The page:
The Flashback trojan has been all over the news lately, but it is not the only Mac malware threat out there at the moment. A few weeks ago, we published a technical analysis of OSX/Lamadai.A, the Mac OS X payload of a multi-platform attack exploiting the Java vulnerability CVE-2011-3544 to infect its victims. OSX/Lamadai.A has
The Flashback trojan has been all over the news lately, but it is not the only Mac malware threat out there at the moment. A few weeks ago, we published a technical analysis of OSX/Lamadai.A, the Mac OS X payload of a multi-platform attack exploiting the Java vulnerability CVE-2011-3544 to infect its victims. OSX/Lamadai.A has built-in features typical of a backdoor: namely download and execution of an arbitrary file, uploading of local files to the operator’s Command and Control (C&C) server, and spawning of a command-line shell.
After the technical analysis was done, we began the monitoring phase. This phase is very important because it allows for tracking of how the malware is used by its operator. We can catch new variants of the threat early on, or even a totally different malware family (as often seen in pay-per-install schemes), or see the operator launch Denial-of-Service attacks (or any other kind of malicious activity) from the infected systems.
The monitoring phase allowed us to witness a short, live dialog between our infected machine and the malware operator that we published this dialog in our initial analysis of OSX/Lamadai.A. This experience gave us some new ideas that we could put in place in order to gather more knowledge about this threat and the person or people behind it.
What we did is this: we planted some fake files in the home directory of our test “infected user” and waited for the operator to come back. About one week later, we got our first connection. Here are the highlights of the dialog that took place over a period of about 10 days. It started with a little reconnaissance in the ~/Documents directory. The Unix command ls is used to list directory content:
Then we see the theft of some Tibetan army status documents and a little porn for added value.
Now more reconnaissance and file theft, this time in the ~/Downloads directory.
It is quite interesting to see that the operator did not steal all the files we had put out for him. He left these three untouched:
A few days went by during which the operator was only connecting to the system to issue some basic commands, most likely with a view to determining whether this was a newly infected system or not. The Unix command id returns the current user's identity and the sw_vers command prints the OS version information.
We decided it was time to refresh the environment to simulate infection of a new user and to install interesting new files to the user’s home directory.
Shortly after the new environment was up and running, we got an incoming connection. Almost instantly, the operator issued a command to download and execute a file (technical details of the new file below)!
Immediately after, the operator ran a few netstat commands, most probably looking to see if the new payload was listening on the network properly. The Unix command netstat displays the network status of the system, such as network connections and routing table.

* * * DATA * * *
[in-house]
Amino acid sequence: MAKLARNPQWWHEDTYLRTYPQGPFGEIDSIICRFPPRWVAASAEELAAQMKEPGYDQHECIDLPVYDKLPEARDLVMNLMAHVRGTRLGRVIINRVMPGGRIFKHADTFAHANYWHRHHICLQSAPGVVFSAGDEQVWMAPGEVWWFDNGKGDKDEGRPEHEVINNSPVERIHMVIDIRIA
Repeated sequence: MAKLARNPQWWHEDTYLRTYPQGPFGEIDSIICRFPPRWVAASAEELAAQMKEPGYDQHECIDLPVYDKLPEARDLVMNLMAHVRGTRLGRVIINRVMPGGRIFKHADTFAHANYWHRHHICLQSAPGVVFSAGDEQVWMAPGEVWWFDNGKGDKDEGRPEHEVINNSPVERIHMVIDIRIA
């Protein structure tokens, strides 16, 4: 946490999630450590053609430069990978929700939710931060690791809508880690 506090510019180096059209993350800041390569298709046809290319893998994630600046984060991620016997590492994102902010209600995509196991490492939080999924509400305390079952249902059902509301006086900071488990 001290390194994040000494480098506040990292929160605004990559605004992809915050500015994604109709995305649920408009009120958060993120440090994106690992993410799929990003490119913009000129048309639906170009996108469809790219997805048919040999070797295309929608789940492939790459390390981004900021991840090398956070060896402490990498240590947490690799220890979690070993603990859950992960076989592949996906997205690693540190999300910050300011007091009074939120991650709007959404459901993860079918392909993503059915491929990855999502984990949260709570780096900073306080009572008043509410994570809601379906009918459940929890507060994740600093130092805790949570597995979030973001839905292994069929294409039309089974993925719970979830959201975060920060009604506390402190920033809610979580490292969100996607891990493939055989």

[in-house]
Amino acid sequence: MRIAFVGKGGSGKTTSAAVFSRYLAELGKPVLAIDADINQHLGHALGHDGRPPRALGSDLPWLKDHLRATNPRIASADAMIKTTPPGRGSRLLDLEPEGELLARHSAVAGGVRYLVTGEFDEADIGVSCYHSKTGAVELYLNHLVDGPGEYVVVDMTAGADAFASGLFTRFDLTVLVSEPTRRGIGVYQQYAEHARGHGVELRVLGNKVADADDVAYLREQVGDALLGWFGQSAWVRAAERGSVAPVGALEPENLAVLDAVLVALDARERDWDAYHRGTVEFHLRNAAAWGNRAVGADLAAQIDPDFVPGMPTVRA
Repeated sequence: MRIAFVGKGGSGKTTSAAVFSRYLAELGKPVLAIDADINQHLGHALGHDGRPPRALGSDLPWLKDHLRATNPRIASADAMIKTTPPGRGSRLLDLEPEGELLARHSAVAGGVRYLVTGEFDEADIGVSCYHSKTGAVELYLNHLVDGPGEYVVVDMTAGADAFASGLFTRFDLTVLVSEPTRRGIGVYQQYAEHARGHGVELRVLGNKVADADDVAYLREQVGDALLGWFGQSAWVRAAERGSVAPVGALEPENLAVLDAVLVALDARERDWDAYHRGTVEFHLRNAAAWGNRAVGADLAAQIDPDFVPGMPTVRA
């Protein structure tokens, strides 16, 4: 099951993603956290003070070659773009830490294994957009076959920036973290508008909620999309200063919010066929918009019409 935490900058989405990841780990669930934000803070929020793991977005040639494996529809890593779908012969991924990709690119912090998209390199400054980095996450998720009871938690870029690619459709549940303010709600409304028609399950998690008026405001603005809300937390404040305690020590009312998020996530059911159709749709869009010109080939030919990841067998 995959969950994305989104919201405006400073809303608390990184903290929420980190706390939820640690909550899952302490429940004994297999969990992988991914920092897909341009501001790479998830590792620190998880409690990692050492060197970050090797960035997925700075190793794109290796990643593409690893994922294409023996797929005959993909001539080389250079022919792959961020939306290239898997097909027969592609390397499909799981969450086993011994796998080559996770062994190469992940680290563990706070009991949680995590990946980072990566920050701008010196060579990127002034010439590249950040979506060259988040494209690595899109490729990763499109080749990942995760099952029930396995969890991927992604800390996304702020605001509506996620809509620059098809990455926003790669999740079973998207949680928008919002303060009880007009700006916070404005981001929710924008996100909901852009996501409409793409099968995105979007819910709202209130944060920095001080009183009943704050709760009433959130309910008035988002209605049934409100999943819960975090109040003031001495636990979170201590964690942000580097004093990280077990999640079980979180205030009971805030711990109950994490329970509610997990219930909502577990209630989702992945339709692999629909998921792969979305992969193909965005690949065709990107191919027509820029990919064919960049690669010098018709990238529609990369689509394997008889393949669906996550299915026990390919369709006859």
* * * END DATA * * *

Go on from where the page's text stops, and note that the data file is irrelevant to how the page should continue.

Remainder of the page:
Not seeing what he wanted to see, our operator tried to re-execute the dropped executable! Let’s see how that turned out:
Yes, you do have to specify the path to the executable when /tmp is not in $PATH. In despair, he attempted to take some screenshots of the entire desktop window, using the OS X ‘screencapture’ command. Oddly enough, the file was not saved in his current work directory as it should have. We can’t explain why that happened.
Then, a few connection attempts later, the operator logged back on and totally lost it. He issued two Unix ‘rm’ commands, used to remove directory entries: one to remove the user’s home directory and one to remove the system’s root directory.
That concludes this dramatic episode of Monsieur Frustrated Operator. Now to some technical stuff.
One of the first things we did was to recover and analyze the Mach-O executable dropped onto our test machine. We were curious to see what that was: a new variant of OSX/Lamadai, or even a specialized new piece of software? Instead, we found it was the same variant of OSX/Lamadai with a hardcoded C&C server set to 127.0.0.1. This explains why the operator grepped his netstat output for “127.0.0.1”. However, the rationale behind this action is up for debate inside ESET’s Security Intelligence Laboratory. Some argue that the operator realized he was connected to a monitoring system instead of a real, infected one and wanted to redirect the traffic away from the real C&C. Others contend that it would have been easier for him to simply deactivate or remove the malware from the system.
Also, when we first analyzed OSX/Lamadai.A, we said that the malware did not have persistence capabilities on an OS X 10.7.2 system, as the path /Library/Audio/Plug-Ins/AudioServer was not user-writable. We looked a little deeper into this, as other researchers reported that the threat was indeed persistent on their machines. We realized that this very same path is user-writable in previous OS X versions (10.5/Leopard and 10.6/Snow Leopard). This is the cause of some potential confusion and a timely reminder of the benefits of upgrading to the latest version of OS X.
Credits go to Marc-Étienne M. Léveillé for the technical analysis and test environment setup, thanks to the usual suspects for reviewing and commenting this article.
MD5 of the dropped executable: 46c8ca78af43012388936345336d203b
Security Intelligence Team Lead